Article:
Chinese Relations: Scruting the Inscrutable ChiComs
Discussions about President Hu Jintao’s recent visit to the United States have been remarkably shallow, given the importance of the relationship between the two countries and the availability of information. Perhaps it is a European bias in our East Coast media or our current sense of national financial angst that prevents a meaningful discussion. (It did give Obama an “investment” theme for his State of the Union address.) I will provide a perspective on this most important relationship nurtured out here on the West Coast.
The Chinese leadership – not a single dictator; a Politburo of a couple dozen members – must feel quite good about themselves. With the past decade’s annual 9% GDP growth they have lifted 300 million people out of poverty and passed Japan as the world’s second largest economy. They have had no wars. They were little affected by the 2008 global financial meltdown. They enjoy the traditional “Mandate of Heaven“.
The century before this had not been so harmonious for the Middle Kingdom: the Boxer Rebellion; Sun Yat Sen’s overthrow of the Qing Dynasty in 1912; World War I; Mao’s Revolution; World War II; the Korean War; the Great Leap Forward; and a few million casualties from other internal and external conflicts. Today’s leaders grew up in these latter days. They like peaceful, prosperous order.
China’s self-image has been helped by the shaking of the Western economic system, but they do have their problems. They have lost their family-based social security system as hundreds of millions have migrated for jobs and government policy has required a single child; thus a high personal savings rate. Lack of confidence in the currency and the stock market has driven a real estate bubble. Highway construction has not kept up with 12 million auto sales per year. Pollution abounds. Despite a population four times the US, their GDP is still only about one third of ours – one tenth in per capita terms.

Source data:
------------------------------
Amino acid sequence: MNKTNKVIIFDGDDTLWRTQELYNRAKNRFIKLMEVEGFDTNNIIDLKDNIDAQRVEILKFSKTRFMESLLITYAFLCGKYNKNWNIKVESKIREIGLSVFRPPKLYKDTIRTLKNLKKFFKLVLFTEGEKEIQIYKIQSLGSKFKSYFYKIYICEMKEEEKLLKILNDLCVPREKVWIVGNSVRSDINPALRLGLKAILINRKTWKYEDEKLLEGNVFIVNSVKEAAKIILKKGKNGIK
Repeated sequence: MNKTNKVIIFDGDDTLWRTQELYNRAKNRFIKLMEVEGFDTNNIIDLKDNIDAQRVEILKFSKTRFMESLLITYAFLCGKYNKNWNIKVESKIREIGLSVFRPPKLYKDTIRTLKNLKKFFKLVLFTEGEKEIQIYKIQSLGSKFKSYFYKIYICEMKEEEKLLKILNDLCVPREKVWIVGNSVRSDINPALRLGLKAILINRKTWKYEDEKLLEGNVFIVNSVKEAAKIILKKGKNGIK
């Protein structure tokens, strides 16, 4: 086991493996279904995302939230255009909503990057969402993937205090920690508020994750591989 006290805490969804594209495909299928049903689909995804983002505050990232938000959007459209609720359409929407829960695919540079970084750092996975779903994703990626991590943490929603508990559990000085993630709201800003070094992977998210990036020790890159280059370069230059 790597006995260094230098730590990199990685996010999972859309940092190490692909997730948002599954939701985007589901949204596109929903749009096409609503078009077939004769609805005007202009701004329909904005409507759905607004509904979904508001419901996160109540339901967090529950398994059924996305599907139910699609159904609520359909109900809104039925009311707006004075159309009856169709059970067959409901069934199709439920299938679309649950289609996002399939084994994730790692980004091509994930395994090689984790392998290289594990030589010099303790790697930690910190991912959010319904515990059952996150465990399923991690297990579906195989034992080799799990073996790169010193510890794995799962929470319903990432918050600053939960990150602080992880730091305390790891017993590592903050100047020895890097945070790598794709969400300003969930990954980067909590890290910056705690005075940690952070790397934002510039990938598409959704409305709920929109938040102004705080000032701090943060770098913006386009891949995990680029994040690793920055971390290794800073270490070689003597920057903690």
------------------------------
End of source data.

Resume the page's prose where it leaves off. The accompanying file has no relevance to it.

So what do we need from them?
1. Support for a soft landing while we get our financial house in order. That means reasonable currency and export policies and continued purchases of our debt. In exchange they’d like to see a plan. (So would I.)
2. Peace in East Asia. Mostly this means corralling North Korea. A low profile in neighborhood disputes would be a bonus. (Their recent test of a “stealth” aircraft matches where we were 30 years ago. Our military budget is six times theirs.)
3. A market for our agricultural and tech stuff. We are still the world’s largest manufacturer and have a comparative advantage in computers, telecom, pharma, aircraft, and a number of other industries.
And what do they need from us?
1. A continued market for their lower end stuff. They still have a couple hundred million more folks in the interior to get off of the farm and become consumers and they need jobs to soak up internal migration. And as their labor costs increase, global manufacturing of textiles, shoes, and plastic junk moves to Bengladesh and Vietnam. But WalMart still becons.
2. No meddling in their internal affairs. Democracy activist Liu Xiaobo and Tibet independence leader The Dalai Lama do have more Nobel Peace Prize “cred” than Barack Obama, but there is understandable resentment that the West would focus on a developing democracy rather than more worthy honorees in Russia, Pakistan, Africa, or Latin America.
3. Respect. This was the gift of Obama to the Chinese, as “parity” was trumpeted in the Chinese press. The reciprocal gift?
It is ironic that we have been lurching toward an enlarged central government which intervenes extensively in the economy while the Chinese success is driven largely by an adoption of capitalism. (Their favorite presidents are probably Nixon who opened relations and George W who allowed a massive trade imbalance.) We will inevitably compete with the Chinese for natural resources and we need to stand up for our friends in the neighborhood, but the Chinese have never had global military ambitions. They do not export religious zealots. And they don’t insist that the rest of the world adopt a One Child Policy, outlaw the burning of coal, or speak Mandarin. We could do a lot worse for a partner with whom to share global leadership in the new century.
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